By Tom Gamlin – from ideas come designs.
The current Gamlin Travel Visor model is a one-size-fits-all device and relies on binocular vision to achieve the desired result. It is set to the average interpupillary distance for the average adult, which is approximately 63mm between the centres of a pair of eyes. We must be aware of these measurements when we consider what’s best for alleviating child car sickness. This doesn’t mean that a young child wouldn’t benefit from wearing the Visor but we strongly recommend that supervision is provided.
To help you to understand this issue, we offer an explanation regarding a similar application. The article below considers the use of the PlayStation VR and it’s suitability for children under the age of 12 years.
PlayStation VR Shouldn’t Be Used By Children Under 12 and Here’s Why
We still don’t know when PlayStation VR will launch or what it will cost, but now we’ve learned that Sony advises that the virtual reality headset not be used by children under age 12. This information stems from a “Health and Safety” notice that is reportedly being shared as part of the PlayStation 4‘s new 3.5 firmware, which beta testers, including Reddit user KGrizzly, now have access to. “The VR headset is not for use by children under age 12,” reads the line in question. As GamesRadar reports, this is one year younger than the recommended age for Oculus Rift and Gear VR. Below is the full Health and Safety notice.
Another Reddit user, kumoishibo, offered an explanation about why VR may be problematic for children.
“The biggest issue when dealing with children and any Head Mounted Display (HMD), is to take into consideration the Interpupillary distance (IPD),” this person said.
As GamesRadar explains, “IPD is the distance between the center of the pupils in our eyes. It’s essential info for binocular viewing systems where pupils need to be positioned within a certain range to experience VR correctly and without strain.”
“Adult averages usually fall around 63mm however there is quite a variation based on gender, race, and age making these values fluctuate between 48 and 73 mm,” kumoishibo said. “This means the further your eyes are from this average, the more distorted your view will be. Young children on the other hand have values that span between 40-55mm. So for them, their perspective through the GearVR could be so erroneous that the perceived display will be very incorrect and can cause (short term) disorientation, discomfort, headaches, migraines, eye-strain or even nausea. Because of this, we usually discourage young children from using HMDs unless they are using a properly calibrated device.”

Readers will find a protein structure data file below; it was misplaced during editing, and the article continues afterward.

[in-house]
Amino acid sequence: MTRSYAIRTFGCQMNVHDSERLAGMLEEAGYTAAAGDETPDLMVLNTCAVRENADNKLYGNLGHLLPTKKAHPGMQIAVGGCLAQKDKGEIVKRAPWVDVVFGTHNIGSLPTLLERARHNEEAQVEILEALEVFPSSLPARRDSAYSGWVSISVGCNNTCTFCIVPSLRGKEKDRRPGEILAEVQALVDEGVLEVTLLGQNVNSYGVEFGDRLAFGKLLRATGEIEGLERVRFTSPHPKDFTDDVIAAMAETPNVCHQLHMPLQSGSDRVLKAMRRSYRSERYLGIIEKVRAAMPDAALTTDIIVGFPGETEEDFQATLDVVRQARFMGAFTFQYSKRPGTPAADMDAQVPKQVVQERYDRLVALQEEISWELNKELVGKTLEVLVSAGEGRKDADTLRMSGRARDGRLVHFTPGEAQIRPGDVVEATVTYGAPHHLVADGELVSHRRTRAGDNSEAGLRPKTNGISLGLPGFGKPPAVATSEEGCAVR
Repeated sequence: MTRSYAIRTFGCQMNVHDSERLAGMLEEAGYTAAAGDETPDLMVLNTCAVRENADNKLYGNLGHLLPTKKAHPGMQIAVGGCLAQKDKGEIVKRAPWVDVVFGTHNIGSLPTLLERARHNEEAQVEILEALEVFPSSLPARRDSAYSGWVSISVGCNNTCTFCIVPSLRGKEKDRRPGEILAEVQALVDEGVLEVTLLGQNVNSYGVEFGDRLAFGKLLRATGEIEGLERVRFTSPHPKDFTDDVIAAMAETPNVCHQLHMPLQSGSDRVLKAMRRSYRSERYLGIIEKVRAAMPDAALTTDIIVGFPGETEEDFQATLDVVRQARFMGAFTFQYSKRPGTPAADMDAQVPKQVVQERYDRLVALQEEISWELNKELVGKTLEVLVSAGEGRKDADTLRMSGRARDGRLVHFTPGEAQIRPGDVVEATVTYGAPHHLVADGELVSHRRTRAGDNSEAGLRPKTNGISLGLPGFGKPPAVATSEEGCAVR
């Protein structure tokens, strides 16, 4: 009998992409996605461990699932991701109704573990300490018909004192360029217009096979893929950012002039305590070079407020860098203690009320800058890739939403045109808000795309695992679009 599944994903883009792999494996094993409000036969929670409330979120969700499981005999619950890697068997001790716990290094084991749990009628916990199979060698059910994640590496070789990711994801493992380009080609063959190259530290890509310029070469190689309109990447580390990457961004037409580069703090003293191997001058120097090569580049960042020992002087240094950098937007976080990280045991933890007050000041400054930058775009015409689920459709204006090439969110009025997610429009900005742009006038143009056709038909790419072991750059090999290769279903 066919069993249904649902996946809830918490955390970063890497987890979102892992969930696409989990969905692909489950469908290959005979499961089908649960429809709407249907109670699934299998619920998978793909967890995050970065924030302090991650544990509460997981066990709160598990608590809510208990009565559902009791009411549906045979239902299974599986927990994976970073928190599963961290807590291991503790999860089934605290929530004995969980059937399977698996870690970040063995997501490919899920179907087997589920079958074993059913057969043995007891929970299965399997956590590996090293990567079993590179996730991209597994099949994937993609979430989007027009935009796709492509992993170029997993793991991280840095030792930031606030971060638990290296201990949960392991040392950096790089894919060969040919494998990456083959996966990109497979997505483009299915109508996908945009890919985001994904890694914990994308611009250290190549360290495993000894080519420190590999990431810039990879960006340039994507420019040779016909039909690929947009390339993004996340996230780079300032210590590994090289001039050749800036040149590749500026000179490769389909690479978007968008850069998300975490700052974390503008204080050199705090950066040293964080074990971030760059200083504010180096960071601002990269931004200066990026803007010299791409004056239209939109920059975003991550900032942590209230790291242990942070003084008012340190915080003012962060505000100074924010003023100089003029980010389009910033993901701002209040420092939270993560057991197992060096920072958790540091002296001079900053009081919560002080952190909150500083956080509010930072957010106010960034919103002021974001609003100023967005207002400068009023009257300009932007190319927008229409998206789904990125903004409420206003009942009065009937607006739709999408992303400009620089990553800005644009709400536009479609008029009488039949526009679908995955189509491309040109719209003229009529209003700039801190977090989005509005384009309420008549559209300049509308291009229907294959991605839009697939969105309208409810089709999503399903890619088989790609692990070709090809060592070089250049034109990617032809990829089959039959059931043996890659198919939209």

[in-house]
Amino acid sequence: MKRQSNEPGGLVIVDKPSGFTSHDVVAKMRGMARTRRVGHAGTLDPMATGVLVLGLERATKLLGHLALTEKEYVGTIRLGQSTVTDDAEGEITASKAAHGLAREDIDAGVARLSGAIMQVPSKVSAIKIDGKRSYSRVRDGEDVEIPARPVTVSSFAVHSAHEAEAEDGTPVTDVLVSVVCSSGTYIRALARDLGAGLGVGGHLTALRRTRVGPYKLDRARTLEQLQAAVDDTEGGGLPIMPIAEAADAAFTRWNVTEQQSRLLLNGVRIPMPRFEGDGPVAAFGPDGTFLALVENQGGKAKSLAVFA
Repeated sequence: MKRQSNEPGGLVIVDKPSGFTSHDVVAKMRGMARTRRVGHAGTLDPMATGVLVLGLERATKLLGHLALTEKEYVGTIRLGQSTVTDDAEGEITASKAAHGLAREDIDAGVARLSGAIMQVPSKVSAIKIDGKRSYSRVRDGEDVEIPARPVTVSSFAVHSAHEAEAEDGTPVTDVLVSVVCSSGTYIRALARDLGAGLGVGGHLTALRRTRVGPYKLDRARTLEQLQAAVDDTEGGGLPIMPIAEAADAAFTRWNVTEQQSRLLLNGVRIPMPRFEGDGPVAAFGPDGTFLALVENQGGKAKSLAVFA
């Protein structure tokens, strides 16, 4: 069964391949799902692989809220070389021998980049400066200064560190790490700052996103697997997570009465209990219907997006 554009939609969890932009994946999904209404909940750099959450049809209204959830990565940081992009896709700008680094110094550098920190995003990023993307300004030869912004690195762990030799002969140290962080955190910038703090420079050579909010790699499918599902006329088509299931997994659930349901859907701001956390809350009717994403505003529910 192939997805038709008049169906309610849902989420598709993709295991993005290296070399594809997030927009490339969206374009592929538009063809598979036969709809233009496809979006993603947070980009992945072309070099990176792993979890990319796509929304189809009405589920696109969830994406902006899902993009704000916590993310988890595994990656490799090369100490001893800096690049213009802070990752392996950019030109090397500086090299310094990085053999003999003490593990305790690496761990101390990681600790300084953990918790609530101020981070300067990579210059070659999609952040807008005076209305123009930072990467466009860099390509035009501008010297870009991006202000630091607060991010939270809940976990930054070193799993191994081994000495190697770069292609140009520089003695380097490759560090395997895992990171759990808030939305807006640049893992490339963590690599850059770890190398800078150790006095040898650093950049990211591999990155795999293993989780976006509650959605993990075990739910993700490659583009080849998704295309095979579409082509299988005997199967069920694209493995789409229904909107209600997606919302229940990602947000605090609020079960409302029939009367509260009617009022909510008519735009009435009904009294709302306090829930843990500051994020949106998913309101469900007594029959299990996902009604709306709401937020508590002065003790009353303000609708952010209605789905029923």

The notice also warns that some people may experience things like “motion sickness, nausea, disorientation, blurred vision, or other discomfort while viewing virtual reality content.” If this happens, it is recommended that you stop using the headset right away and remove it from your head.
Sony also recommends that you consider your physical surroundings when using PlayStation VR. “Take steps to prevent pets, children, or other obstacles entering the area during use,” reads a line.
This seems like a pretty big ask, really, as cats are known to do whatever they want, and children, too. Undoubtedly there will be videos of people wearing the headset and tripping over coffee tables and other furniture. Hopefully no one gets hurt.
PlayStation VR is officially scheduled to arrive in the first half of 2016, though a GameStop executive recently said the release date may be pushed to fall 2016. Sony will hold a PlayStation VR-focused event at the Game Developers Conference next weekwhere we may finally learn the system’s price and release date, though this is not confirmed at this point.